A newly discovered molecule from the same medicinal plantthat yields compound Q promises equal effect against the AIDSvirus but with less toxicity, according to a report by New YorkUniversity researchers.

Trichosanthin, or compound Q, comes from the plantTrichosanthes kirilowli, which has been used for centuries inChina for abortion and recently for certain tumors. Thecompound selectively kills HIV-infected cells andmacrophages, but has raised toxicity concerns as a potentialAIDS treatment.

The newly discovered molecule, called TAP 29, shows the sameanti-HIV activity in test tubes without being toxic to intact,uninfected cells, the scientists reported this week in theProceedings of the National Academy of Sciences.

The NYU researchers, working with scientists at the NationalCancer Institute, found that the two molecules are bothsingle-chain, ribosome-inactivating proteins (SCRIPS) withsimilar amino acid sequences.

The therapeutic index, or ratio of the therapeutic dose to thetoxic dose, is two orders of magnitude higher for the newcompound than for compound Q, the scientists reported. Theyconcluded that "TAP 29 may offer a broader safe dose range inthe treatment of AIDS."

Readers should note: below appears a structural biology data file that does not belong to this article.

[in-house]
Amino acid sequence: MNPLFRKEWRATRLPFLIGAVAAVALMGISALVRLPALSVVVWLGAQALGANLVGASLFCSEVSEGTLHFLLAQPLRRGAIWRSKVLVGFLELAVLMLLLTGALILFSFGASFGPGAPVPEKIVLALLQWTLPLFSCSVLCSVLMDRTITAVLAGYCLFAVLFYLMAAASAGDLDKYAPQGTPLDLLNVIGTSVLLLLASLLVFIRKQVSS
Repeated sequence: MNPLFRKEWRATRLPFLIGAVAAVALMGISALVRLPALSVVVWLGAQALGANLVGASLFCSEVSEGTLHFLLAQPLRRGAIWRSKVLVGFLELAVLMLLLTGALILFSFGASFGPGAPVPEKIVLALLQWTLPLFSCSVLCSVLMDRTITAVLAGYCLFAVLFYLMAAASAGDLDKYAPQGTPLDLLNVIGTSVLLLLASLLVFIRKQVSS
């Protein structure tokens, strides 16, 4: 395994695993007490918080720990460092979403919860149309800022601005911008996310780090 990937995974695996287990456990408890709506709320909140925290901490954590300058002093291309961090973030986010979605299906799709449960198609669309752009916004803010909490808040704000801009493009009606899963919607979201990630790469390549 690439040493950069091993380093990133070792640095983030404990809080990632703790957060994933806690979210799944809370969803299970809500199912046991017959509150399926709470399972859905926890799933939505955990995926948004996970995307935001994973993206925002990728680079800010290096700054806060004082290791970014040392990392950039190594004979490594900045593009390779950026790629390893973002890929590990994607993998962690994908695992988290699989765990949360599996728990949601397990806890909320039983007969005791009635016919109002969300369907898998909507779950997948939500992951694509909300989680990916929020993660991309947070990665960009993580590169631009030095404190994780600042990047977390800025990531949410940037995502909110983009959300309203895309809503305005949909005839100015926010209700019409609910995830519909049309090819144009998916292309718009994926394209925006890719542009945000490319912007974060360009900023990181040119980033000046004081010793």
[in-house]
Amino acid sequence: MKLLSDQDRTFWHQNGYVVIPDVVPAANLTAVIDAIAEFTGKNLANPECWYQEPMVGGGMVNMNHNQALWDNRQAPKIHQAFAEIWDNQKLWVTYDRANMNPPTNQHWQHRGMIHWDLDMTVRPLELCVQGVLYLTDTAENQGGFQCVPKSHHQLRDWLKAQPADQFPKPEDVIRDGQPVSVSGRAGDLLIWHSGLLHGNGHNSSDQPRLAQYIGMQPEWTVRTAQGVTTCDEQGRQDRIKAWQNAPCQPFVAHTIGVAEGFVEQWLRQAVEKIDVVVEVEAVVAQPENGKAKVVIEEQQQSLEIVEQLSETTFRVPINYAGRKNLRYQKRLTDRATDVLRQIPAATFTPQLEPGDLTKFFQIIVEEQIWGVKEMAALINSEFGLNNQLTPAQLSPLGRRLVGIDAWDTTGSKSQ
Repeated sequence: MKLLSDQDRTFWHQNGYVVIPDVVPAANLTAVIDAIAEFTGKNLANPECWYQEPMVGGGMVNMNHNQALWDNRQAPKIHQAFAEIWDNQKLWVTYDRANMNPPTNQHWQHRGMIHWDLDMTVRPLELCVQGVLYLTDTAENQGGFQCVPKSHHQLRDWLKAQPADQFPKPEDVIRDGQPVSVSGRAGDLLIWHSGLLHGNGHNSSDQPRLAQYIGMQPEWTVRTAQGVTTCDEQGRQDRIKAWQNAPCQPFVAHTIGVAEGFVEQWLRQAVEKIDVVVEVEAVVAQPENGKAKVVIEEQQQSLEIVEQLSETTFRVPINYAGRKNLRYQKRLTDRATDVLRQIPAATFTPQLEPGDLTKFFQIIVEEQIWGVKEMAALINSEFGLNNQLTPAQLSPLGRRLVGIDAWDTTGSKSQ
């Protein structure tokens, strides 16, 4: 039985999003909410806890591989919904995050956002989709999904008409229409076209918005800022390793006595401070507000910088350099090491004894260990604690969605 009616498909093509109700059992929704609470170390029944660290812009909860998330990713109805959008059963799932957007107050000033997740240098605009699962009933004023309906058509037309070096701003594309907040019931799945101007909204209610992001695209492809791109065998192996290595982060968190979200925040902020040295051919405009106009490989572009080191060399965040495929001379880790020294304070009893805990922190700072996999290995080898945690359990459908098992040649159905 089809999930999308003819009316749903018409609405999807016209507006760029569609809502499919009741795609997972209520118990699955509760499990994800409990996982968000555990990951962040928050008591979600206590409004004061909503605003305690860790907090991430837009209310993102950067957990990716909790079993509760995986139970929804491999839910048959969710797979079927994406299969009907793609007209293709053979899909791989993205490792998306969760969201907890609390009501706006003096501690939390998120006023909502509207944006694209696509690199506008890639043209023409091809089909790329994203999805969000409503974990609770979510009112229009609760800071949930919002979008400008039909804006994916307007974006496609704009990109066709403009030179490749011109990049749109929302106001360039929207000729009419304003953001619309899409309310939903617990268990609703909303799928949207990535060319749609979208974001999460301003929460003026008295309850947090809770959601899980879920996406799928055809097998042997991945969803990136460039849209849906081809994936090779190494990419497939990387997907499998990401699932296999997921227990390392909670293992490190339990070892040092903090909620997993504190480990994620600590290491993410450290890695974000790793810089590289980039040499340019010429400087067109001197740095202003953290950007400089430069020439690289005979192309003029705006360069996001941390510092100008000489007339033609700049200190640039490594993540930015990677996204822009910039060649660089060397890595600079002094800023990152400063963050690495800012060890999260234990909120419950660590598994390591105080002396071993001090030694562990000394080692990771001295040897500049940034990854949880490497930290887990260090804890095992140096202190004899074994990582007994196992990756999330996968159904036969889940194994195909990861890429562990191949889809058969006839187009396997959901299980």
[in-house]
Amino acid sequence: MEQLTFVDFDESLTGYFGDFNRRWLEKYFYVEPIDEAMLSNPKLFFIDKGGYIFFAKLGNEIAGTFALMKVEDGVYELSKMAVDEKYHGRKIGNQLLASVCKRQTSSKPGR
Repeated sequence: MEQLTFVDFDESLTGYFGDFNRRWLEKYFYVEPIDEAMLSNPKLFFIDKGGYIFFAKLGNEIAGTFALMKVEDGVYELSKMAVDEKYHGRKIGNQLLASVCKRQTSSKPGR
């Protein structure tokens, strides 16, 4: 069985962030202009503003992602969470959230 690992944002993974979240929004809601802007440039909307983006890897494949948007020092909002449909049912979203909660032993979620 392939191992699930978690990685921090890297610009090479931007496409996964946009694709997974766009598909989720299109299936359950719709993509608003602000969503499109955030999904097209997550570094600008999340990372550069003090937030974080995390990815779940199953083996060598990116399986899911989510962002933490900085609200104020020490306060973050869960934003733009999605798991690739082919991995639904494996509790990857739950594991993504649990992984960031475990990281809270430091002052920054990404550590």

The researchers wrote that they also have found other SCRIPswith anti-AIDS virus activity and "negligible" cellular toxicity.They point out that the anti-viral action may not relate toribosome inactivation, as the molecules stop HIV atconcentrations that do not affect cellular protein synthesis.Further studies of the molecular mechanism by which theseSCRIP compounds work against HIV, the researchers wrote,"would give valuable information for therapeutic developmentof non-toxic drugs from these molecules."

Dr. Sylvia Lee-Huang of NYU told BioWorld that she and hercolleagues are in the process of negotiating with companiesabout the compounds. -- Roberta Friedman, Ph.D.

(c) 1997 American Health Consultants. All rights reserved.